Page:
Sunday, April 17, 2016

DIY Garden Boxes for Your Yard

I have always enjoyed the beauty behind plants and gardening but was never sure if I could actually be good at it. It's kind of funny for me to think that because I forget that as a really young child, my mom had a fairly large vegetable garden in our backyard. I would help her regularly and that's probably where I started to fall in love with it.

Fast forward several years later, I had completely forgotten about my love for plants, gardening, and creating my own fresh food. Now it just so happens that I married into a pretty garden heavy family. They all enjoy it and my husband is no exception to that. He has retaught me how to love our yard and the very best ways to grow our own garden. 

Last year we started on a journey together to learn the best ways to grow our own fruits and veggies. And to be totally honest, I was super impressed that anything survived at all, let alone the fact that we had delicious food for most of summer/fall seasons. It really motivated both of us to want to learn more, grow more, and stretch ourselves in this gardening adventure. 

This year we decided to add two more garden boxes to our yard and expand our vegetable growing capacity. I documented our box creating projects so that I could show all of y'all exactly how we made them. That way if you and your family want to create your own garden boxes, you'll have a nice blueprint to do so. Enjoy!!

You're going to start by picking up twelve large 8 foot long, pieces of wood. The boxes are going to be four pieces high, so eight pieces will be your longer sides and four pieces will be cut in half to create your shorter sides. We did our shorter sides at 3 and a half feet to fit the area in our yard better, but you can always cut them straight down the middle to have two equal pieces of four feet each.

We picked ours up from Home Depot and the great thing about their wood department is that they will cut your pieces for you in the dimensions you request.

However, the machine stopped working for the very last piece of wood so we cut that one ourselves lol. If you have a circular saw at home, it is fairly easy to measure it out and cut the pieces you need as well.

Next you are going to stack the wood in an every other sort of pattern. Kinda reminded me of playing with Lincoln logs from when we were kids (if anyone remembers those!). Measure up the longer piece next to the shorter piece and then vice versa on the next level.

You are then going to take a power drill and drill a hole through each of the connected pieces in the corner. This was the one area of struggle in getting them together. Eye up each piece as best you can so that the holes will connect from one log to the next.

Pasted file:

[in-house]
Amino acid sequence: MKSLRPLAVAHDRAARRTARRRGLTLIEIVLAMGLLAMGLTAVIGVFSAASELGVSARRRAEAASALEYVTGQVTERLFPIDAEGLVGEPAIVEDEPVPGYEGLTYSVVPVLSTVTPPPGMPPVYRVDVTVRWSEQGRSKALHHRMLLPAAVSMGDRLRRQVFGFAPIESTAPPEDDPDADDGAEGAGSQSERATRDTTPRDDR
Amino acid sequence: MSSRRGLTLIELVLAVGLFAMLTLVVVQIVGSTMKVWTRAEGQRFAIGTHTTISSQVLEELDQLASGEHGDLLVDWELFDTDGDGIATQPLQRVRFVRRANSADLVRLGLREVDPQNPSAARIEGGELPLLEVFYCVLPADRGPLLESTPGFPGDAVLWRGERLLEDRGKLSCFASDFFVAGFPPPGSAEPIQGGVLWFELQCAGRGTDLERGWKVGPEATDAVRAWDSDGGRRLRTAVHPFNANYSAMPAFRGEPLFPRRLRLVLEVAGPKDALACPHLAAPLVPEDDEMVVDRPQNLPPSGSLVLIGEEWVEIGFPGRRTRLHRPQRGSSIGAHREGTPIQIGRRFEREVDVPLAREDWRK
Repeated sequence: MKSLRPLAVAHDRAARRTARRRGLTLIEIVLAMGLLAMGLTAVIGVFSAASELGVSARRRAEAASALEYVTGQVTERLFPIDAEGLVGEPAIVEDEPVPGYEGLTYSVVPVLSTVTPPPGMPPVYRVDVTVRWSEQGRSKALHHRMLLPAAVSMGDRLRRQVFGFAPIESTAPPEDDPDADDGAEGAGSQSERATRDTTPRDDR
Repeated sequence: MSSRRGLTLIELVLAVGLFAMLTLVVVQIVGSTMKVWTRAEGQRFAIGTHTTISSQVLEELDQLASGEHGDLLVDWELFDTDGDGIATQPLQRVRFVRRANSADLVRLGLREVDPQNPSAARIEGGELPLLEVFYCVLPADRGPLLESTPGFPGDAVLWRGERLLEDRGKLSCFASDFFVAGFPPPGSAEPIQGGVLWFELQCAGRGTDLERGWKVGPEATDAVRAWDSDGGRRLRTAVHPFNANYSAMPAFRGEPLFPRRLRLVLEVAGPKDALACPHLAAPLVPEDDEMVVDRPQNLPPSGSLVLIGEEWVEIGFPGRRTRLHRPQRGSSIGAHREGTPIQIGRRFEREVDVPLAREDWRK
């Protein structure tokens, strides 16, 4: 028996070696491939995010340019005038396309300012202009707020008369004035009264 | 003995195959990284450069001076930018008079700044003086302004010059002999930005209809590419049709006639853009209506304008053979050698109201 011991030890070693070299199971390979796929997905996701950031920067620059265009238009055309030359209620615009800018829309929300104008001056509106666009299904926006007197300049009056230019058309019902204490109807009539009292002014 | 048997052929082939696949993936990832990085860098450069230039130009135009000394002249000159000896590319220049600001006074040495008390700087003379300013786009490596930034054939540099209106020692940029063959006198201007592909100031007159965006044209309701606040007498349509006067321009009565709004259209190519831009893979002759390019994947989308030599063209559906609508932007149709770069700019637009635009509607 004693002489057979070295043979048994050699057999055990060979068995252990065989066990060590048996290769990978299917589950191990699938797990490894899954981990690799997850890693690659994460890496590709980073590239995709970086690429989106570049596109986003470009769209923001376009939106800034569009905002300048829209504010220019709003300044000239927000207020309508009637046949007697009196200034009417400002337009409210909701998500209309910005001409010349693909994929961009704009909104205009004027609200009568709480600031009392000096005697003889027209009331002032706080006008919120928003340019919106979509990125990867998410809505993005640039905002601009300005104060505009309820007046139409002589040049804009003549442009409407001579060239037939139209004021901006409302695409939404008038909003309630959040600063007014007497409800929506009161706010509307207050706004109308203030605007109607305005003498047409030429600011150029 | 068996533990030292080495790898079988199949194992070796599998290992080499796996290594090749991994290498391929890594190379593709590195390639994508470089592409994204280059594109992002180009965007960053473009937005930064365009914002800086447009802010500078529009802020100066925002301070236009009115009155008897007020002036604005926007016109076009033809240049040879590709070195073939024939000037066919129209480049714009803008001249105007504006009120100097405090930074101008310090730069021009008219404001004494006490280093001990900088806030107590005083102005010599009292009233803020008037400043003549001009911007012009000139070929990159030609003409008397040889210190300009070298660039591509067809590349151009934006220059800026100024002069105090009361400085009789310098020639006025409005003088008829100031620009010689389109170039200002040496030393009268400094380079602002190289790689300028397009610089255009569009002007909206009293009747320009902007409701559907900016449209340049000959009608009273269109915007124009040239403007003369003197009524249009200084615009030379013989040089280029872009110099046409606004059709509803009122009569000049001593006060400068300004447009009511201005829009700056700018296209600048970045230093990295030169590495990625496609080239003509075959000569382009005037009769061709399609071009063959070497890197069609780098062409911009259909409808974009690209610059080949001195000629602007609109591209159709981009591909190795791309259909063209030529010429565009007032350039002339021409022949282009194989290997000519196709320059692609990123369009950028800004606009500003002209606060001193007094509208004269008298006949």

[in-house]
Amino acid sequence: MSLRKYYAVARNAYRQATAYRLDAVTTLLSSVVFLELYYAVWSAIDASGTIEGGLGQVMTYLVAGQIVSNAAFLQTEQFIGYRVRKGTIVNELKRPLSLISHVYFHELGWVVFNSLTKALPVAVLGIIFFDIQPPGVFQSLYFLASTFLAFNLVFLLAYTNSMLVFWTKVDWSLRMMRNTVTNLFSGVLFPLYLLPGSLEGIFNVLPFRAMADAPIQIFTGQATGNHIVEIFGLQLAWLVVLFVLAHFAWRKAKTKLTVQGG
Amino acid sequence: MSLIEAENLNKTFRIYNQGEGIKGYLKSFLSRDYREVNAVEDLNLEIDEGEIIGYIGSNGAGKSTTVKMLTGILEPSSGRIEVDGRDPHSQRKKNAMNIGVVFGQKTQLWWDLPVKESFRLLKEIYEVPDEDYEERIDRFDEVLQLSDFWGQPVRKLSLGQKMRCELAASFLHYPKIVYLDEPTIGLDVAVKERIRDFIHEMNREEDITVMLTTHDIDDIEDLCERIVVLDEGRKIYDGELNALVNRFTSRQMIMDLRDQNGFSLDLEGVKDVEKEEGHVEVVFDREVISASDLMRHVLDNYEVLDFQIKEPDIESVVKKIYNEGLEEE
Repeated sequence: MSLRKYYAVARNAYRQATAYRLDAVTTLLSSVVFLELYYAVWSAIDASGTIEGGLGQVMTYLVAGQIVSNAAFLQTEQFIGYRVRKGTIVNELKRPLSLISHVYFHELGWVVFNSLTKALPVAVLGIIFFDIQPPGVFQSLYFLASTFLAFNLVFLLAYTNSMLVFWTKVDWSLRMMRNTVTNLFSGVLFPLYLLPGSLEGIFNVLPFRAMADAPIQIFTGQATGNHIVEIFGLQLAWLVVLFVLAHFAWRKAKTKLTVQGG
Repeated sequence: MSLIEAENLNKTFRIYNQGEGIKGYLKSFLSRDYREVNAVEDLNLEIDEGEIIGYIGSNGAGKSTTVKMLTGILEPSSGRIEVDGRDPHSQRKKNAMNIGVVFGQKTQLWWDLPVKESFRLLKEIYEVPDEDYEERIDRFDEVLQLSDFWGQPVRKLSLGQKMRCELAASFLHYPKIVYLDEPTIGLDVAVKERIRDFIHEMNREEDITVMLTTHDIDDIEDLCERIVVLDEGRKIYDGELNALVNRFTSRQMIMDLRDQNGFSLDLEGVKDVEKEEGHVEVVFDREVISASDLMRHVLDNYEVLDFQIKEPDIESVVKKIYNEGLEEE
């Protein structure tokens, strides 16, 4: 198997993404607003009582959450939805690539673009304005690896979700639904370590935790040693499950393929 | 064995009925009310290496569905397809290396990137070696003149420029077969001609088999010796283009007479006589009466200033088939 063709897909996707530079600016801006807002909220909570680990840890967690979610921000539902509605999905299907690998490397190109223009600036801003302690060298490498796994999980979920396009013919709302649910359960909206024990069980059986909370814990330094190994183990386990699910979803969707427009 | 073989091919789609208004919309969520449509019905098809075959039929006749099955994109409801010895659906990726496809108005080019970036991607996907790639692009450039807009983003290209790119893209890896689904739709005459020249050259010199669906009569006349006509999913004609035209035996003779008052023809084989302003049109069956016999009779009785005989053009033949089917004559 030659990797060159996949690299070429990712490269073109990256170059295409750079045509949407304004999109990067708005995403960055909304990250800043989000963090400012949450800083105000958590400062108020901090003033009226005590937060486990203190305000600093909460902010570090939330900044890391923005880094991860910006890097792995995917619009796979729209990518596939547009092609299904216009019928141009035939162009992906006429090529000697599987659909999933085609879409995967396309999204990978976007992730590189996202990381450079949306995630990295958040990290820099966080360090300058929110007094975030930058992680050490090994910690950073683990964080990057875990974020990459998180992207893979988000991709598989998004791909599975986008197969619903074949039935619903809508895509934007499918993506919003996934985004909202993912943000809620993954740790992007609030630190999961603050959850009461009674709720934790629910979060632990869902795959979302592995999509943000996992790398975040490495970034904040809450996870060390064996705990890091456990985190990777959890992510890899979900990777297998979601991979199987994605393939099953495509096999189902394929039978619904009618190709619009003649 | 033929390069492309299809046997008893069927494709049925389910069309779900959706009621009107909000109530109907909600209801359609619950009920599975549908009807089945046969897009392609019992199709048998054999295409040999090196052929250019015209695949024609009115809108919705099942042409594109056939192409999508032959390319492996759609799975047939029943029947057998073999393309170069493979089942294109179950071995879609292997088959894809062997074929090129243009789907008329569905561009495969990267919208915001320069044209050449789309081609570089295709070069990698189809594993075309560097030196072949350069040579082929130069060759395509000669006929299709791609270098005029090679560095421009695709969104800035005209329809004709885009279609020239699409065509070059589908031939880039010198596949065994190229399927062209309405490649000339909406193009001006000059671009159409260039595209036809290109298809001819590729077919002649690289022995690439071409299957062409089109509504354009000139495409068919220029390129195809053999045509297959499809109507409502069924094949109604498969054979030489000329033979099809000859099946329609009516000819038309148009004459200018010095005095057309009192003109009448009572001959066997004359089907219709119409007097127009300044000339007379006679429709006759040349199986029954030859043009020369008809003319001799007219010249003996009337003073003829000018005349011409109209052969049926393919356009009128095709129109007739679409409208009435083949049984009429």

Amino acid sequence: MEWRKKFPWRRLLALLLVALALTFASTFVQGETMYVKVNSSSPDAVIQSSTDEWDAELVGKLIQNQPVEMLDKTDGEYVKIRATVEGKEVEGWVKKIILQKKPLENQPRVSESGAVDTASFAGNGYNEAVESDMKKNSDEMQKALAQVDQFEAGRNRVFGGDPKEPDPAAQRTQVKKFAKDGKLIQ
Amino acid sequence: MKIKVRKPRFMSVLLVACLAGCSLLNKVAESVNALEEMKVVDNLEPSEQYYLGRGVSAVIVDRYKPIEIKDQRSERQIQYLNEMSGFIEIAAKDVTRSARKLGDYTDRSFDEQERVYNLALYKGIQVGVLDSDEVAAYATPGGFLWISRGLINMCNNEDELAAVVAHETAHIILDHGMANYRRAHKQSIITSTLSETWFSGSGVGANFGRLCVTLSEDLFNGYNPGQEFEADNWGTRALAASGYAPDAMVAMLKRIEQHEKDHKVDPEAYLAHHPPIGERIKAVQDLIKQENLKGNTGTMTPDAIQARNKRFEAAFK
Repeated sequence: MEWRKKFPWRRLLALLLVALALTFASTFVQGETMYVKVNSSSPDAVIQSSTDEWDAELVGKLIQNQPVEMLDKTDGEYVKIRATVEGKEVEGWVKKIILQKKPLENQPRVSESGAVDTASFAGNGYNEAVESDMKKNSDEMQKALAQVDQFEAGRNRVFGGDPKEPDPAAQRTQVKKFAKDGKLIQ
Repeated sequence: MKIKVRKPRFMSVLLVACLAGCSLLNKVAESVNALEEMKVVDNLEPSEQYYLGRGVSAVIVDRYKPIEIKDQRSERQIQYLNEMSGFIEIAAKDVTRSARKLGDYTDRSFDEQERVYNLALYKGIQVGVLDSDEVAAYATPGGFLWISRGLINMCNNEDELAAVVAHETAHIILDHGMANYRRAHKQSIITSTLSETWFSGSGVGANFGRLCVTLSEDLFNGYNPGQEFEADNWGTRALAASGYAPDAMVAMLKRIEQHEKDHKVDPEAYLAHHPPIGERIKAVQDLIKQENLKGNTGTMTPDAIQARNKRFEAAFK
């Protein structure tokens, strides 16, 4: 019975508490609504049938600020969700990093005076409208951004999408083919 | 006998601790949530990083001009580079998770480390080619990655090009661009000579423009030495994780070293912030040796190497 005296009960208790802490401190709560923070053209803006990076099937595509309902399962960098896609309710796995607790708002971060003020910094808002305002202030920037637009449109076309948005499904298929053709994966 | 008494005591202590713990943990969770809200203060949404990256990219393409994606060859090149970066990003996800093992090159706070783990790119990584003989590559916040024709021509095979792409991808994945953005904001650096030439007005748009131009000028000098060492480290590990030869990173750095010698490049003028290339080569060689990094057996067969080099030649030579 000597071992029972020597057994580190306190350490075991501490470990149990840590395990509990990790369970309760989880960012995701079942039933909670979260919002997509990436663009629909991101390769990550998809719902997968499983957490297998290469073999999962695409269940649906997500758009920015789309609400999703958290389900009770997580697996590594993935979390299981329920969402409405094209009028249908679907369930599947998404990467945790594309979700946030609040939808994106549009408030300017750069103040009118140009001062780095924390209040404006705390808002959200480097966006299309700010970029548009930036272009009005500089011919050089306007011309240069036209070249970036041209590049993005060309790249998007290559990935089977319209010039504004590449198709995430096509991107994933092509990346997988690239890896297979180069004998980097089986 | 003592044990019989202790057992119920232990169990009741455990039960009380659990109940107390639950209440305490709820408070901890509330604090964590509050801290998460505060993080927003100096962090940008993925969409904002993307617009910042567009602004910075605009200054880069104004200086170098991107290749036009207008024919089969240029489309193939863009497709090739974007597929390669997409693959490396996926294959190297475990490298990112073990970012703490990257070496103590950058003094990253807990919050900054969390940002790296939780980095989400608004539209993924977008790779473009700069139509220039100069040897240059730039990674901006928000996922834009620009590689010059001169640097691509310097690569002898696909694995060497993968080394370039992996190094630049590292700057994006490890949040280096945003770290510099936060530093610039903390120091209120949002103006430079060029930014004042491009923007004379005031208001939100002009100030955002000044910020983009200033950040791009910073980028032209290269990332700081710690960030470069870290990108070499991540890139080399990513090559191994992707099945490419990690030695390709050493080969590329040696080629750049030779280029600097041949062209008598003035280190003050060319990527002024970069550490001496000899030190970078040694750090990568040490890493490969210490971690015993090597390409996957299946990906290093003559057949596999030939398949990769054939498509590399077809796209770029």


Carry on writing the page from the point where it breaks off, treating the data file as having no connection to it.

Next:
Then you're going to want to get a twelve inch spike (also available at Home Depot, in the nail isle) and drive that through all of the holes you just created in the four pieces of stacked wood. We added some extra smaller nails on the sides to finish it out for a little more support.

The next thing we did was add a rock layer to the bottom of our garden beds. This is a completely optional step for you. We have a ton of these rocks in our yard from the previous owner and have wanted to get rid of them, so this allowed us to utilize them in a better area. Also, rocks are a great drainage system for your plants so it was an added bonus for us! If you can get your hands on some rocks then great, but absolutely not necessary if it's going to be an added expense to you. 

After your boxes have completed the building stage, you are going to want to staple in a weed barrier landscaping fabric. This one is the Vigoro brand from Home Depot. This helps to prevent weeds from  growing throughout your garden. 

Last but not least, you are going to add your dirt. We ordered one yard of dirt and one yard of compost, however it ended up being waaaay to much. Partially because we had placed the layer of rocks at the bottom and partially because we over estimated what would be needed. To fill in two garden boxes with the 8 x 3.5 dimensions we created, you probably only need about 1 yard (we seriously had that much left over).

Once your dirt is in place, your boxes are complete and ready to be filled with delicious vegetables. The next step my husband and I will be doing is to dream up what yummy foods we wish to plant. There are so many that we eat on a regular basis and this will literally cut our grocery bill in half (or more) by growing our own.

Oh! And I wanted to mention that both boxes ran us about $55 for the one and only $25 for the other (praise Jesus for sales!!). That included all of the supplies. The dirt was a little bit more and I think cost us around an additional $100. But for all of that, we now can save on most of our groceries this summer and fall as well as in the all the years to come. Not a bad investment if you ask me!

Now I want to hear from you! If you could grow anything in the world, what would it be? I would love to hear your ideas (they may just help us plan out our garden!). Love you all lots!

I want to credit my amazing hubby with giving me all of the correct info to write this post. These boxes are his brain child and it was his research that gave me most of the knowledge that I was able to pass on to y'all. Yaaaay Hubs!

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